Photo: Raisa Aziz

Big Flavors, Baller Bubbles At Zeppelin

While frosé floods the District in warm weather months, the creative minds behind Zeppelin encourage discerning drinkers to sip on something a little bit more progressive this fall. From the brothers behind the extensive cocktail list at Chaplin’s in Logan Circle, Micah and Ari Wilder crafted Zeppelin’s short but heavy-hitting cocktail list with one goal: be approachably esoteric.

“We steer clear of trendy,” Micah says bluntly. “Whatever’s in, we try not to capitalize [on it].”

Their approach at the Shaw newcomer, which opened this spring, is to draw inspiration from experiencing taste and travel. From architectural aesthetics to discovery of an unusual and savory ingredient, the Wilder brothers pride themselves on not acting on things they see everyone else doing.

“[Ideas] don’t just come from our dining experiences,” Ari adds. “It’s not always from other restaurants and cocktail bars. A lot of it is a blank canvas with very little influence from other people and places. That’s what’s always been great about us working together. We can bounce ideas off each other and one thought turns into a whole new direction.”

A large portion of the cocktail list at Zeppelin is dedicated to the highball, a tried and true cocktail that requires only a few basic ingredients: ice, a base spirit and soda water. At Zeppelin, the base spirit varies between whisky, bourbon, gin or vodka. The common denominator? They’re all Japanese and hard to find elsewhere in the city.

While most highballs are meant to be slow-sipping, many fall flat as the soda bubbles dissipate. To create the perfect cocktail, the Wilder brothers asked themselves how they could ensure a drink for sipping and savoring throughout the meal.

“We love champagne,” Ari says. “We enjoy playing with bubbles.”

Enter the Toki highball machine, a device that is able to procure champagne-like effervescence by running water through a coil system that creates small, continuous bubbles. The bubbles pass through a baking soda tablet and finish as a stream. The water pours out slower than a soda dispenser, but the result is long-lasting bubbles.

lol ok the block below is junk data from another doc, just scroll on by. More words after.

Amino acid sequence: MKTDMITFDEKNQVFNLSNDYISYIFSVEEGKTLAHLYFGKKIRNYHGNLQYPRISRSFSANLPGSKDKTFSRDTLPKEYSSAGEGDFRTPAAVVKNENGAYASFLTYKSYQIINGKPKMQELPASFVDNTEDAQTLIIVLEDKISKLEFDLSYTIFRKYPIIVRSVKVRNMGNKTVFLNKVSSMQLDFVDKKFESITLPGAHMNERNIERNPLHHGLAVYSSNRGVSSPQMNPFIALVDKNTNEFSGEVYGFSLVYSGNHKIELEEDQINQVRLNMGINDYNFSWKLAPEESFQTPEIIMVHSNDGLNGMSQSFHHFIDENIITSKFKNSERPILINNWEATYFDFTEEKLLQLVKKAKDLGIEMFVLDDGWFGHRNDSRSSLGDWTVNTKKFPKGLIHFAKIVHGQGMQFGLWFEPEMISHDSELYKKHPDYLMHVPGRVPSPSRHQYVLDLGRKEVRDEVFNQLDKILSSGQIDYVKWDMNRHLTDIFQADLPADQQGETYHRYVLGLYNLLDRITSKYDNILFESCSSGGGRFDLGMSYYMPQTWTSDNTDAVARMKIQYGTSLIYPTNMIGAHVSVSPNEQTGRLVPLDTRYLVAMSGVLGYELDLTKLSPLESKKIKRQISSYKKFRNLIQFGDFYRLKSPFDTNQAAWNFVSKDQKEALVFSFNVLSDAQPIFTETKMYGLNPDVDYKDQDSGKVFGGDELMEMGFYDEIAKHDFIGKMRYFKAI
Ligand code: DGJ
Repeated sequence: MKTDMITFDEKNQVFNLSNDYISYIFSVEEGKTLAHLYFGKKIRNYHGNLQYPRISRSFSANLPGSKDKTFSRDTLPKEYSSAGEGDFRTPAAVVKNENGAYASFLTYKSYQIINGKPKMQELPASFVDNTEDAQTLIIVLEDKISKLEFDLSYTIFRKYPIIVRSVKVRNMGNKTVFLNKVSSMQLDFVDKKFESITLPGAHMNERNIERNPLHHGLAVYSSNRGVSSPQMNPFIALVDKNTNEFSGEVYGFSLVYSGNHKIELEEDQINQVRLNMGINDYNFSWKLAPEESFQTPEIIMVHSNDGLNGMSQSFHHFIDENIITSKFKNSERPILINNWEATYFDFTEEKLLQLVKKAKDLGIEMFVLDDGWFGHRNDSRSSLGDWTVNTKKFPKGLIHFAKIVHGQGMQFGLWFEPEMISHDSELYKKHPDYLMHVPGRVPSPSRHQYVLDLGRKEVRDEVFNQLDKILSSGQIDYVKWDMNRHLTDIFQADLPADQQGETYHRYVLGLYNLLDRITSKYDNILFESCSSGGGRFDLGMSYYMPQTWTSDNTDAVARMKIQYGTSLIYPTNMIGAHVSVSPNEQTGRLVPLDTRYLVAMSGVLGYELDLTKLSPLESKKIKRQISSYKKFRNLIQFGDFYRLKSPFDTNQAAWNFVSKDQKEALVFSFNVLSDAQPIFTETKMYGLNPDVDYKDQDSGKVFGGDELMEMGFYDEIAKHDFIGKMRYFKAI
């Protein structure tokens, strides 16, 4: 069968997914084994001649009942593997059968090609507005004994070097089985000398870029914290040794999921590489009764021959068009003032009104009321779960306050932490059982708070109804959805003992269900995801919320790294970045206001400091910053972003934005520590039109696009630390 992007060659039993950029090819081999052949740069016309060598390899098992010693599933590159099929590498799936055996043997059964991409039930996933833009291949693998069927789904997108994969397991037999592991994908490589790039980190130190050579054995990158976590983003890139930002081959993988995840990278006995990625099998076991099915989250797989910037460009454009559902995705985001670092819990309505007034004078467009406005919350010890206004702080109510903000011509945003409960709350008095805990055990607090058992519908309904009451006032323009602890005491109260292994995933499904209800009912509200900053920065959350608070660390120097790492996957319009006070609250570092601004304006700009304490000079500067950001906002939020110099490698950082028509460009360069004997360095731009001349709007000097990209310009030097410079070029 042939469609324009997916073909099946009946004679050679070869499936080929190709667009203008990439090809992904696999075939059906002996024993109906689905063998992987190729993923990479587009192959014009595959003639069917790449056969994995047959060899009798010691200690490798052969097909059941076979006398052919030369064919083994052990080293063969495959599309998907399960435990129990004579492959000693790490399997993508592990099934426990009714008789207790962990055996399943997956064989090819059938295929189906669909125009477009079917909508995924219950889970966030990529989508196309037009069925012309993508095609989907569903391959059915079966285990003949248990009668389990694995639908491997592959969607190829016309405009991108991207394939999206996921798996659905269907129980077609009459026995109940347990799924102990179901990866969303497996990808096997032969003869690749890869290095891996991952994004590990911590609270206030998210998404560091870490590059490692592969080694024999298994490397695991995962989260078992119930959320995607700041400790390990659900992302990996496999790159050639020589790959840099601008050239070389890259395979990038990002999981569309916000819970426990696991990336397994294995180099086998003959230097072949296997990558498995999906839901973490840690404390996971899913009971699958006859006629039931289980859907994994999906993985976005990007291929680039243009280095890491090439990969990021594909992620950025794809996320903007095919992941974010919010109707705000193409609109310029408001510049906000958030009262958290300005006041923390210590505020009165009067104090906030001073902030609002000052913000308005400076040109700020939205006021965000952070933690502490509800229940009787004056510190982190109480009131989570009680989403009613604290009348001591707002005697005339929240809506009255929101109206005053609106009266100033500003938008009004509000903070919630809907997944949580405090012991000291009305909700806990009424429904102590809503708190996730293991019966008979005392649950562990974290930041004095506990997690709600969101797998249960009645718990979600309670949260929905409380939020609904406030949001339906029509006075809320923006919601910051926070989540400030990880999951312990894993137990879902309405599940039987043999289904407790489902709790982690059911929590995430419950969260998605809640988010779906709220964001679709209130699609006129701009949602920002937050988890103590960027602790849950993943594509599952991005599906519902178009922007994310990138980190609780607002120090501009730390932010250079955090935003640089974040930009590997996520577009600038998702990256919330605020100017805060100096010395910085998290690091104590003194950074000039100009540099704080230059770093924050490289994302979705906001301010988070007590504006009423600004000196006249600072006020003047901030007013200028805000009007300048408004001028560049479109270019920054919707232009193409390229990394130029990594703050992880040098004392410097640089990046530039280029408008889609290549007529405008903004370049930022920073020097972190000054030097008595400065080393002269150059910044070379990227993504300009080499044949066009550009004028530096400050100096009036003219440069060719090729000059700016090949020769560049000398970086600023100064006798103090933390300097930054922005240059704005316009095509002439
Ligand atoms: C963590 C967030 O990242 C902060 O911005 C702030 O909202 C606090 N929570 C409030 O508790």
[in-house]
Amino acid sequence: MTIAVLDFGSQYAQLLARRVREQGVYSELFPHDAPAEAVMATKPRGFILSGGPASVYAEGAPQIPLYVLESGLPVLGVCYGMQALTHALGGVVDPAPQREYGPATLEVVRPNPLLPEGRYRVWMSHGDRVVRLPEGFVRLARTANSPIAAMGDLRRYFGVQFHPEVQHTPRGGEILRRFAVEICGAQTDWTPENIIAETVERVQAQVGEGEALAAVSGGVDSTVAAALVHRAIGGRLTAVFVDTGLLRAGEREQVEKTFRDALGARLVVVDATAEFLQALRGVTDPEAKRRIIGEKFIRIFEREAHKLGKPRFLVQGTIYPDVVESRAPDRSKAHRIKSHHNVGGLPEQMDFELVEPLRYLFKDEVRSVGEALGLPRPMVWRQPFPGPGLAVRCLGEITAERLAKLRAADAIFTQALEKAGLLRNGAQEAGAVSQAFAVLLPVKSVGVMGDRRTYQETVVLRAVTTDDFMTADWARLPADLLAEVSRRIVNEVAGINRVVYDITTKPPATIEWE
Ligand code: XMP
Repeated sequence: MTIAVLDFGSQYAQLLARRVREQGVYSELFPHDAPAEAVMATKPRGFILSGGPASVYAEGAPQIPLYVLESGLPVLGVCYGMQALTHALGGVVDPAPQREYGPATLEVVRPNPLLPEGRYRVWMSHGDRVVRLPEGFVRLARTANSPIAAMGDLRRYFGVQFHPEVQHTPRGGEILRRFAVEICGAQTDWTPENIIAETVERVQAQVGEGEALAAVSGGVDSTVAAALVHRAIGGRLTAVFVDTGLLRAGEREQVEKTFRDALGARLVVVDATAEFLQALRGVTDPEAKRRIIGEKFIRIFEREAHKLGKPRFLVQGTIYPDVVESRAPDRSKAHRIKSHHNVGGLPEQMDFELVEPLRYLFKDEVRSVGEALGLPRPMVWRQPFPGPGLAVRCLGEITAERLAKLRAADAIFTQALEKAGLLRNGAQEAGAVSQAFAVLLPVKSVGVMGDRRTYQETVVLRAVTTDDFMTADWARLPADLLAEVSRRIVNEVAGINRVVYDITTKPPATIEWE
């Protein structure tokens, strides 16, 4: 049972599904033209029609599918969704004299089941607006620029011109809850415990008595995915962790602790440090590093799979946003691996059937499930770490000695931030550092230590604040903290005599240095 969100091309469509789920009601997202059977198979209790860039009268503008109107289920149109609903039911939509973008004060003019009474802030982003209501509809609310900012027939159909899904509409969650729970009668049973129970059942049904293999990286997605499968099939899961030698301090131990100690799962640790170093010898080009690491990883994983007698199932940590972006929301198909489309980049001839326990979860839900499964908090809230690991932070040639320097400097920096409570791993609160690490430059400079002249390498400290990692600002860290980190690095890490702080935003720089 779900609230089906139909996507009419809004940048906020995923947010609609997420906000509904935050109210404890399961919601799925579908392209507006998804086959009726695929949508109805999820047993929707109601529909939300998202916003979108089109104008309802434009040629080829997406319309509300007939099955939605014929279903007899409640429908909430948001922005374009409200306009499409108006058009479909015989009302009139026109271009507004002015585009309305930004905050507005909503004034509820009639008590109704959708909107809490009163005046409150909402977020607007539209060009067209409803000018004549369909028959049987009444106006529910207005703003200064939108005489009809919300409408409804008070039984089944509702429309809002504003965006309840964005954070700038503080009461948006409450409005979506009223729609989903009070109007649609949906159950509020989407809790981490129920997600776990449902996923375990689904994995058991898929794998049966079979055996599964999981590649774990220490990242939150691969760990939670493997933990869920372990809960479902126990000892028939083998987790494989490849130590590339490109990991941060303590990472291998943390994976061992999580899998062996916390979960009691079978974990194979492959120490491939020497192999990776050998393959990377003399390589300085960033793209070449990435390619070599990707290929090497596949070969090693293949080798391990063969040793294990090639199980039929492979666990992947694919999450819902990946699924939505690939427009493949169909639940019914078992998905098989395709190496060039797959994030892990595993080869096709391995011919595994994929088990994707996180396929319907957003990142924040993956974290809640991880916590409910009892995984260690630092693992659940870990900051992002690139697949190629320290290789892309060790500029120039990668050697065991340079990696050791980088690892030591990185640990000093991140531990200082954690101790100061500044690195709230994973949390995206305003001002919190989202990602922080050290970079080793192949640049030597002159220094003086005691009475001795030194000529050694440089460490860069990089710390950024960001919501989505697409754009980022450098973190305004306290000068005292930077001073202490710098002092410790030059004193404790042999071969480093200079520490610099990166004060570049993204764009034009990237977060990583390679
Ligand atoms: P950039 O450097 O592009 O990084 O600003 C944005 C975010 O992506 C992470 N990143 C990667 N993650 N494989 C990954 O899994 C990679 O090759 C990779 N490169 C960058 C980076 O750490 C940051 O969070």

“It’s like what you see what you’re looking at the bottom of a freshly opened bottle of champagne,” Ari continues. “Bubbles continuously rising, velvety texture. It keeps going and going.”

Rather than just using champagne or a sparkling wine to enhance the cocktails, each libation is finished with highball bubbles so the drinker can enjoy a well-balanced, bubbly cocktail over a long period of time without the effect falling flat. The brothers are proud enough of this finishing touch to include it in the list of ingredients as “Baller Bubbles.”

While the use of a highball machine isn’t the most unusual idea (it’s popular in New York and Chicago), the brothers continue to revolutionize their take on highballs by mixing Japanese spirits with unusual combinations of sweet and savory ingredients.

“We didn’t want a huge, ridiculous scotch program because it doesn’t play with most of our food,” Ari comments. “The direction was to have a smaller, procured program that would focus on newer brands of spirits that aren’t everywhere.”

In fact, food plays a big factor in their approach to Zeppelin’s cocktail program.

“Sometimes you see things that you normally wouldn’t even think to add,” Micah explains. “You take sweet in a different direction. A combination of several ingredients gives us an idea. Food is definitely more of an inspiration than beverage.”

At Zeppelin, Chef Minoru Ogawa influences the cocktail list not by way of menu planning but by providing access to lesser-known ingredients to the expansive sushi menu and Japanese street fare.

“Inspiration is just walking through our kitchens and discovering cool ingredients we’ve never heard of,” Ari continues. “A part of how we’re discovering ingredients is seeing how the chefs use [them] in their sauces. We get to see and test fermented pastes. We ask the chefs about it. We start playing with [the ingredients].”

Fermented yuzu kosho (a fermented paste made from green or red Thai chili peppers, yuzu peel, and salt) and sansho (Japanese peppercorns, which are similar to but more potent than Sichuan peppercorns) are both put to work along with ingredients like pandan, tamarind vinegar and choya plum to create the cocktails on Zeppelin’s menu. The yuzu kosho in particular is the defining ingredient for Zeppelin’s number one bestselling cocktail: The Heartbreaker.

“It really pushes the depth of the cocktail,” Micah confirms.

The brothers take pride in how often regulars will come into both of their locations with questions about hard-to-find spirits and liquors. They’re both emphatic about being an approachable neighborhood restaurant.

“We have a good chef and we love the neighborhood,” Micah says of their Shaw location. “We want to give the neighborhood what it needs.”

Ari adds that their passion is reinforced by people, and “it feels so much more valuable for us to develop such an amazing staff and culture of regulars and neighborhood supporters.”

So the next time you’re at Zeppelin, dive in with questions about the cocktail program. If you’re looking for a certain spirit, the Wilder brothers will most likely source it for you and incorporate it into the next iteration of their drink menu.

“[Our customers] continue to be a part of the decisions we make.”

Learn more about Zeppelin at www.zeppelindc.com.

Zeppelin: 1544 9th St. NW, DC; 202-506-1068; www.zeppelindc.com